It doesn’t get any simpler than the QB sneak. The offensive line drives straight ahead, the quarterback hides himself behind the center and attempts to fall forward a few feet. It’s far from elegant, but it’s effective. And yet, NFL teams seem unwilling to utilize it.
On third or fourth down with a yard or less to go since 2015, teams have called an inside zone (a run up the middle with no pulling lineman or lead blockers) 1,193 times. It’s outside counterpart is a distant second with only 294 attempts. QB sneak ranks third with 266.
Despite being the most commonly run, the inside zone ranks as the second worst play call in terms of first down conversion rate at 68 percent, narrowly edging out the outside zone at 66 percent. By comparison, the QB sneak has a conversion rate of about 88 percent, 20 percentage points better than the inside zone, and 15 percentage points better than the closest play call to a running back.
In theory, based on these numbers, if a team in third- and-1 ran two consecutive quarterback sneaks, they would have approximately a 98 percent chance of converting a first down. This is obviously an imperfect approach, and doesn’t factor in defensive adjustments, but it does help illustrate how baffling it is that teams continue to take the ball out of their QBs hands in these situations.
What’s more, the QB sneak is not an acquired skill, and doesn’t require a particularly athletic quarterback. Since 2015, Blake Bortles, Nick Foles, Drew Brees, and Josh Allen have all boasted perfect conversion rates (Brees has the most successes, 23-of-23). Carson Wentz, Kirk Cousins and Matt Ryan have each failed only once, and no quarterback had a conversion rate lower than the inside zone’s 68 percent.
Increased volume would undoubtedly lead to a decreased success rate, and the list of quarterbacks with a 100 percent conversion rate would likely disappear, but it’s hard to imagine it dropping by 20 percent as a whole.
In the defense of teams, the QB sneak has seen a steady increase since 2016, while the inside zone has rightfully seen a sharp decrease. Even still, the inside zone remained the most common play call in short yardage in 2018, outpacing the QB sneak by almost 100 attempts.
The increase in volume showed almost no effect on the performance of the QB sneak. Its success rate in 2018 of 87 percent was only 1 percentage point lower than its 4-year mark. Likewise, the inside zone did not become more effective with it’s decrease in volume, its 68 percent success rate matched its 4-year total. If there is a point where increased volume decreases the effectiveness of the QB sneak, teams certainly haven’t found it yet.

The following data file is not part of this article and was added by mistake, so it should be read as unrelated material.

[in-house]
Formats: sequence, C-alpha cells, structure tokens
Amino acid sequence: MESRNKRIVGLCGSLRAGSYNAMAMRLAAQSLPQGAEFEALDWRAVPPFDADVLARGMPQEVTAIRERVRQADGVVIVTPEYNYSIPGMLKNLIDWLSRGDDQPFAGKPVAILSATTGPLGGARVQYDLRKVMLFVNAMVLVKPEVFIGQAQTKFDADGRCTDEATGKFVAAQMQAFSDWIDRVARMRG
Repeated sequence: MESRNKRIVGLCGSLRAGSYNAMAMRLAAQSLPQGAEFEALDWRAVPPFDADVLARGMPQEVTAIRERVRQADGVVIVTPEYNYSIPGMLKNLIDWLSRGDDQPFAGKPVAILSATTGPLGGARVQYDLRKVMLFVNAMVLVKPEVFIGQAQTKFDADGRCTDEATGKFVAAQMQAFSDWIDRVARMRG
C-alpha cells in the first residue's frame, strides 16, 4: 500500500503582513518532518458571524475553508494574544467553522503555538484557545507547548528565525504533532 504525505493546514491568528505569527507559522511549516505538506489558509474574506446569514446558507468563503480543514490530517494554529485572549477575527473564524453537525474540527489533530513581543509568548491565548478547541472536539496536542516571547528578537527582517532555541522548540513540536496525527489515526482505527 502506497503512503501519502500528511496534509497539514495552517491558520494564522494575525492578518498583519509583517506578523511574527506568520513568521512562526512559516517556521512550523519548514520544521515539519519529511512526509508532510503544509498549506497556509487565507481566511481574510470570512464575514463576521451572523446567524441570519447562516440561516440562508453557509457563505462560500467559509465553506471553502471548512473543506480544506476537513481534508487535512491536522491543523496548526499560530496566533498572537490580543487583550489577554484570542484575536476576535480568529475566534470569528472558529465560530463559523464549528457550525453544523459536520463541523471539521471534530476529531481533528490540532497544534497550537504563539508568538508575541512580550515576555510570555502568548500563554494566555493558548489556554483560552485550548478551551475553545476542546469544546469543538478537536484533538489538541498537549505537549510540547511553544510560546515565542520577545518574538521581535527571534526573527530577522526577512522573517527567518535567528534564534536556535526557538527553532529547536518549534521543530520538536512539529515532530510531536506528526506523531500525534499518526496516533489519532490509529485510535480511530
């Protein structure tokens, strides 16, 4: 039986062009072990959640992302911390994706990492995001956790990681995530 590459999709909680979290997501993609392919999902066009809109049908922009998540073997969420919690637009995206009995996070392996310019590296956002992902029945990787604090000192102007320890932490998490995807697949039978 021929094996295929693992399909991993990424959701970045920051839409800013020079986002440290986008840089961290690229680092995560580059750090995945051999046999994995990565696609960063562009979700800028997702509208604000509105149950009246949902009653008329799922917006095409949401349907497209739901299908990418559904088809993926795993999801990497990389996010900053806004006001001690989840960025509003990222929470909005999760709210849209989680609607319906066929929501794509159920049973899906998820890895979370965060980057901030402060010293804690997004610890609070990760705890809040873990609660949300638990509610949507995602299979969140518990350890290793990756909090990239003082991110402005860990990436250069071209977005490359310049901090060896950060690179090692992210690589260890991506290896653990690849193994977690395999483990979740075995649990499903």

In terms of personnel, teams have also shown a strong tendency towards heavy personnel when it comes to short yardage. To see the effects this has had, we looked at first down conversion rates against the number of players the offense has “in the box”. Men in the box on the offensive side is just a count of how many men are on or near the line of scrimmage, excluding the quarterback.
In similar fashion to the play types, the most effective personnel grouping is also the most infrequently used. The 6-man box, (most commonly a 4-wide set), had a first down conversion rate of 82 percent but was only used 89 times. The 9-man box, most frequently used by coaches at 692, had a conversion rate of only 71 percent.
Intuitively, having more blockers sounds like a good idea, but in practice it just allows the defense to stack the box and bring in heavier personnel, making the job of the lineman that much more difficult. Using spread-type personnel forces the defense to defend the whole field, and also likely forces them to bring in their smaller dime or nickel personnel, and creates better matchups on the interior.
At least until defenses adjust, teams need to start using their quarterback as a weapon more often in crucial short yardage situations, and stop insisting on heavy personnel. Offense as a whole has become more efficient than ever, and it’s time that expands into short-yardage downs as well.